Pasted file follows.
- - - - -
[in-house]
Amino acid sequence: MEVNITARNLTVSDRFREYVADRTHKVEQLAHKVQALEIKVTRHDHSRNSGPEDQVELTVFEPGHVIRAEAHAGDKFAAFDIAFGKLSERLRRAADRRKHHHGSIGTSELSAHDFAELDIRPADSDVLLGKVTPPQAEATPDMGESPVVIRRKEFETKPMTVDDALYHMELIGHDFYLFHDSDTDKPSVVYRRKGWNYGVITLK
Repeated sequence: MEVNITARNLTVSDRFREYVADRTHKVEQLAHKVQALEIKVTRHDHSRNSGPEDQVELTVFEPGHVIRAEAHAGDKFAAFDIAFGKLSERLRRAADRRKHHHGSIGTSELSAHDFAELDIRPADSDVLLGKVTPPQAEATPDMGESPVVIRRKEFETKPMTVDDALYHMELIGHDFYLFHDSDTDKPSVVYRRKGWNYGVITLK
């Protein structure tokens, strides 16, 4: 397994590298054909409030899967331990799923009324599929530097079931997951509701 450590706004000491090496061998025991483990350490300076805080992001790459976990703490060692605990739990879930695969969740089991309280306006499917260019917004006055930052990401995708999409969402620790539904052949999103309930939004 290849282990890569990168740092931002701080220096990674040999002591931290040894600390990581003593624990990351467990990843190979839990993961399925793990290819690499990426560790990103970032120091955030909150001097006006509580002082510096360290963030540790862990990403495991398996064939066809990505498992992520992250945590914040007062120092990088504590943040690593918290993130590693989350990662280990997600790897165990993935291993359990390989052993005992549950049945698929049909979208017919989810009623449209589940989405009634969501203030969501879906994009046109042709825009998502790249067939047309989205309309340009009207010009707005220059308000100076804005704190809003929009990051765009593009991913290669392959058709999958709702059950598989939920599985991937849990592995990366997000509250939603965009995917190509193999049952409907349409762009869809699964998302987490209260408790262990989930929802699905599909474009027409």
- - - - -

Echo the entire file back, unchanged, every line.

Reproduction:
[in-house]
Amino acid sequence: MEVNITARNLTVSDRFREYVADRTHKVEQLAHKVQALEIKVTRHDHSRNSGPEDQVELTVFEPGHVIRAEAHAGDKFAAFDIAFGKLSERLRRAADRRKHHHGSIGTSELSAHDFAELDIRPADSDVLLGKVTPPQAEATPDMGESPVVIRRKEFETKPMTVDDALYHMELIGHDFYLFHDSDTDKPSVVYRRKGWNYGVITLK
Repeated sequence: MEVNITARNLTVSDRFREYVADRTHKVEQLAHKVQALEIKVTRHDHSRNSGPEDQVELTVFEPGHVIRAEAHAGDKFAAFDIAFGKLSERLRRAADRRKHHHGSIGTSELSAHDFAELDIRPADSDVLLGKVTPPQAEATPDMGESPVVIRRKEFETKPMTVDDALYHMELIGHDFYLFHDSDTDKPSVVYRRKGWNYGVITLK
């Protein structure tokens, strides 16, 4: 397994590298054909409030899967331990799923009324599929530097079931997951509701 450590706004000491090496061998025991483990350490300076805080992001790459976990703490060692605990739990879930695969969740089991309280306006499917260019917004006055930052990401995708999409969402620790539904052949999103309930939004 290849282990890569990168740092931002701080220096990674040999002591931290040894600390990581003593624990990351467990990843190979839990993961399925793990290819690499990426560790990103970032120091955030909150001097006006509580002082510096360290963030540790862990990403495991398996064939066809990505498992992520992250945590914040007062120092990088504590943040690593918290993130590693989350990662280990997600790897165990993935291993359990390989052993005992549950049945698929049909979208017919989810009623449209589940989405009634969501203030969501879906994009046109042709825009998502790249067939047309989205309309340009009207010009707005220059308000100076804005704190809003929009990051765009593009991913290669392959058709999958709702059950598989939920599985991937849990592995990366997000509250939603965009995917190509193999049952409907349409762009869809699964998302987490209260408790262990989930929802699905599909474009027409």